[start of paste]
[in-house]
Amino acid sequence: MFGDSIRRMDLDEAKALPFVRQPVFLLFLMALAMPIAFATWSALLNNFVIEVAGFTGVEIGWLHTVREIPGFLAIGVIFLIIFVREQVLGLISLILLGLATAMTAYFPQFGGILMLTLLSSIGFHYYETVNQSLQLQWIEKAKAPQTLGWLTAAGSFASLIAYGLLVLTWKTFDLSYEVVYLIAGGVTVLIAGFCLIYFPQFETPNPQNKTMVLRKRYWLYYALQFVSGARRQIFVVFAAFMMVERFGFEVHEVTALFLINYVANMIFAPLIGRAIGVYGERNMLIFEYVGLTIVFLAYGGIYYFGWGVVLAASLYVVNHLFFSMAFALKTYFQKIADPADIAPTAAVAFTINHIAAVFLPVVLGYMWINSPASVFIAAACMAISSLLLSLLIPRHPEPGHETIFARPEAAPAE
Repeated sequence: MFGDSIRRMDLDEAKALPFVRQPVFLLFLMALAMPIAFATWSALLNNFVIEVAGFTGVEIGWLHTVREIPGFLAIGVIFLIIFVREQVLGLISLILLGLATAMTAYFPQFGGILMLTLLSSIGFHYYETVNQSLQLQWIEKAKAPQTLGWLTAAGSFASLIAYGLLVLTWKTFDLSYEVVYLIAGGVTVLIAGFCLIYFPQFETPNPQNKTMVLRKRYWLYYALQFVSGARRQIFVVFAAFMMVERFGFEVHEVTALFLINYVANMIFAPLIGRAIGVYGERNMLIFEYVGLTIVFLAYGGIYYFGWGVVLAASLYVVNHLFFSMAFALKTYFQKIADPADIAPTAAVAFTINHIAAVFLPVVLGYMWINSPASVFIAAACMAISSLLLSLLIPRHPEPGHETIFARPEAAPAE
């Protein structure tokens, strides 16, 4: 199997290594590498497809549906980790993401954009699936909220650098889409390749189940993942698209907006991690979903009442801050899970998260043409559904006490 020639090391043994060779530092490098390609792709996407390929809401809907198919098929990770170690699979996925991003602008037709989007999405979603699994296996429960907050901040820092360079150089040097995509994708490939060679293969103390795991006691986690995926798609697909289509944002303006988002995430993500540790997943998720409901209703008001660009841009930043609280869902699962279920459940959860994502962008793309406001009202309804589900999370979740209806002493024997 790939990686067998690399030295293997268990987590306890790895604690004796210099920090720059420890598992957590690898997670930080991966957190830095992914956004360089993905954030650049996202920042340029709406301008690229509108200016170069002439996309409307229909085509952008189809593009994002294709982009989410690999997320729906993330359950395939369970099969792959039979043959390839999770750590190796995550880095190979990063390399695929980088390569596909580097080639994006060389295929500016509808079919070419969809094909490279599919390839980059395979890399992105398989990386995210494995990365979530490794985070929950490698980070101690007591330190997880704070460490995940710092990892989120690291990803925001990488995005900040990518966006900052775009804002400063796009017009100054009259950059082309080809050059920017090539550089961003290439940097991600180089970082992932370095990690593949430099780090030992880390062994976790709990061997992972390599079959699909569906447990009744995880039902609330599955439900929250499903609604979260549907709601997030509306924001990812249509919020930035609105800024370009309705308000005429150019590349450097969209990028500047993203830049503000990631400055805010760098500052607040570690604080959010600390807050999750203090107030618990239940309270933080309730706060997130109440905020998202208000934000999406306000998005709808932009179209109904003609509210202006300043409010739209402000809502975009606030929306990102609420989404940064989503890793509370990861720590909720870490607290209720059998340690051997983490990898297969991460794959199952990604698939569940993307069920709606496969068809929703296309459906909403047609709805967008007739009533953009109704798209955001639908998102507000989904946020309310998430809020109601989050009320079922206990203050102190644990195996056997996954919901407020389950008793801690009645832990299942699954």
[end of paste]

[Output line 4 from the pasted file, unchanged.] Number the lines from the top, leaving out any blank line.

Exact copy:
């Protein structure tokens, strides 16, 4: 199997290594590498497809549906980790993401954009699936909220650098889409390749189940993942698209907006991690979903009442801050899970998260043409559904006490 020639090391043994060779530092490098390609792709996407390929809401809907198919098929990770170690699979996925991003602008037709989007999405979603699994296996429960907050901040820092360079150089040097995509994708490939060679293969103390795991006691986690995926798609697909289509944002303006988002995430993500540790997943998720409901209703008001660009841009930043609280869902699962279920459940959860994502962008793309406001009202309804589900999370979740209806002493024997 790939990686067998690399030295293997268990987590306890790895604690004796210099920090720059420890598992957590690898997670930080991966957190830095992914956004360089993905954030650049996202920042340029709406301008690229509108200016170069002439996309409307229909085509952008189809593009994002294709982009989410690999997320729906993330359950395939369970099969792959039979043959390839999770750590190796995550880095190979990063390399695929980088390569596909580097080639994006060389295929500016509808079919070419969809094909490279599919390839980059395979890399992105398989990386995210494995990365979530490794985070929950490698980070101690007591330190997880704070460490995940710092990892989120690291990803925001990488995005900040990518966006900052775009804002400063796009017009100054009259950059082309080809050059920017090539550089961003290439940097991600180089970082992932370095990690593949430099780090030992880390062994976790709990061997992972390599079959699909569906447990009744995880039902609330599955439900929250499903609604979260549907709601997030509306924001990812249509919020930035609105800024370009309705308000005429150019590349450097969209990028500047993203830049503000990631400055805010760098500052607040570690604080959010600390807050999750203090107030618990239940309270933080309730706060997130109440905020998202208000934000999406306000998005709808932009179209109904003609509210202006300043409010739209402000809502975009606030929306990102609420989404940064989503890793509370990861720590909720870490607290209720059998340690051997983490990898297969991460794959199952990604698939569940993307069920709606496969068809929703296309459906909403047609709805967008007739009533953009109704798209955001639908998102507000989904946020309310998430809020109601989050009320079922206990203050102190644990195996056997996954919901407020389950008793801690009645832990299942699954």